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IMO GHG strategy

According to the 4th IMO Greenhouse Gas (GHG) Study, maritime transport emitted around 1,056 million tonnes of CO2 in 2018, which is about 2.9 per cent of global GHG emissions. To address this issue, the IMO adopted an initial strategy in 2018 to reduce GHG emissions from ships, which was revised in 2023 with strengthened ambitions.

The IMO’s 2023 Revised GHG Strategy has three interlinked ambitions:

  • A reduction in carbon intensity of international shipping by at least 40 per cent by 2030 compared to 2008.
  • Uptake of zero or near-zero GHG emission technologies, fuels and/or energy sources to represent at least 5%, striving for 10%, of the energy used by 2030. 
  • GHG emissions from international shipping to reach net zero by or around, i.e. close to, 2050.

The strategy also sets out indicative checkpoints for 2030 and 2040

  • to reduce the total annual GHG emissions from international shipping by at least 20%, striving for 30%, by 2030.
  • to reduce the total annual GHG emissions from international shipping by at least 70%, striving for 80%, by 2040.

To provide a regulatory framework to achieve the targets of the initial strategy, the IMO implemented the following measures as part of MARPOL:

  • Energy Efficiency Design Index (EEDI): New ships must be built and designed to be more energy efficient.
  • Ship Energy Efficiency Management Plan (SEEMP): A practical tool for helping shipowners manage their environmental performance and improve operational efficiency.
  • Energy Efficiency Existing Ship Index (EEXI): Set to enter into force in 2023, EEXI applies many of the same design requirements as the EEDI, with some adaptations regarding limited access to design data.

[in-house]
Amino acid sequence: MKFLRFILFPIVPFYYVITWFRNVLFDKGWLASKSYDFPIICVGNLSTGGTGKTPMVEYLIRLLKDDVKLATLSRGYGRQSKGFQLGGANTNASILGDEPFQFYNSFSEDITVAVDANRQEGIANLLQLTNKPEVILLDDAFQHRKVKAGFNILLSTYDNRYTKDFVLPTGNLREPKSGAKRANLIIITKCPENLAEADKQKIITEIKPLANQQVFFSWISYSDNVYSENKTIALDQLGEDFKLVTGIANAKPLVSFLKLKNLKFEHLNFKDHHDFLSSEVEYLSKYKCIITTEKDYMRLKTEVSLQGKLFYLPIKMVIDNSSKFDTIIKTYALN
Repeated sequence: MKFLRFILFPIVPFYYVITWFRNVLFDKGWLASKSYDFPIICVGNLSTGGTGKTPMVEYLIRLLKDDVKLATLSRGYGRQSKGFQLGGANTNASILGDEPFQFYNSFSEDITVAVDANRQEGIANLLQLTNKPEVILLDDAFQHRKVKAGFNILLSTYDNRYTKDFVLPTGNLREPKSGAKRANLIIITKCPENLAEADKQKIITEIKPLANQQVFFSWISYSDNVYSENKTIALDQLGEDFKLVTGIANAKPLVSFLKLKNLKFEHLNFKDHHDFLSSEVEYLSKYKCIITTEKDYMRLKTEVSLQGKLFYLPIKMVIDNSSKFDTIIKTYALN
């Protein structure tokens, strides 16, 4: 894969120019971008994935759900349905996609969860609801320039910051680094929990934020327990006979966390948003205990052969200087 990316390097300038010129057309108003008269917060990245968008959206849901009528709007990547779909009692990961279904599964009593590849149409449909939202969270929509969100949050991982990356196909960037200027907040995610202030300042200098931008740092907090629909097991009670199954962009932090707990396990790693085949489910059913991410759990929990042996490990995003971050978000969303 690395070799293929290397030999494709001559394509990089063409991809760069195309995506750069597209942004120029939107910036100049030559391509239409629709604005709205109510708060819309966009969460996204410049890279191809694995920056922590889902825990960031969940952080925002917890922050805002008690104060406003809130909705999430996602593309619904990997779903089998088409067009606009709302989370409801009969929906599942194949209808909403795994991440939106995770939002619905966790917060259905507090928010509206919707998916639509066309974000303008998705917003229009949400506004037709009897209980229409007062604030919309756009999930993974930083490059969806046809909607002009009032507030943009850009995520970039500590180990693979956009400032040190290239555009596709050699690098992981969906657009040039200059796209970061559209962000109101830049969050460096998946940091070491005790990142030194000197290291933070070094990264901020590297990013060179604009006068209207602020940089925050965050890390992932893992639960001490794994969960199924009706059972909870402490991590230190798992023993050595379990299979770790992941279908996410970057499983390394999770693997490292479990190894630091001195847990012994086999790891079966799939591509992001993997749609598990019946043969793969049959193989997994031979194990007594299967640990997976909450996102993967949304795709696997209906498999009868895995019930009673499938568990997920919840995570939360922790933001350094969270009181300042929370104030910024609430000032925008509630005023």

• The Fuel Oil Consumption Data Collection System (DCS): Mandates annual reporting of CO2 emissions and other activity data and ship particulars for all ships above 5,000 GT.
  • Carbon Intensity Indicator (CII) is a rating scheme (A-E) developed by the IMO to  measure the annual performance of all ships above 5,000 GT in terms of CO2 per DWT and distance covered. 

To ensure that shipping reaches the revised ambitions, the IMO has decided to implement a basket of measures consisting of two parts:

  • A technical element which will be a goal-based marine fuel standard regulating the phased reduction of marine fuel GHG intensity.
  • An economic element which will be some form of a maritime GHG emissions pricing mechanism, potentially linked directly to the GHG intensity mechanism. 

The development of the measures will continue at the IMO and will, according to the agreed timeline, be adopted in 2025 and enter into force in around mid-2027.

DNV INSIGHT: The essential organisation

While some have criticised the IMO for not acting with more urgency on climate change, the organization’s work will play an increasingly important role in the decarbonization of the shipping industry going forward. In addition to regulations to reduce GHG emissions from ships and encouraging its 174 member states and to develop and update National Action Plans consistent with IMO policies, the IMO collaborates with key industry stakeholders through its Department of Partnerships and Projects (DPP). Introduced in 2020, the DPP acts as a gateway for developing partnerships opportunities with a wide range of external partners, include member states, UN agencies, financial institutions NGOs, IGOs, and the private sector.

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Achieving the IMO decarbonization goals

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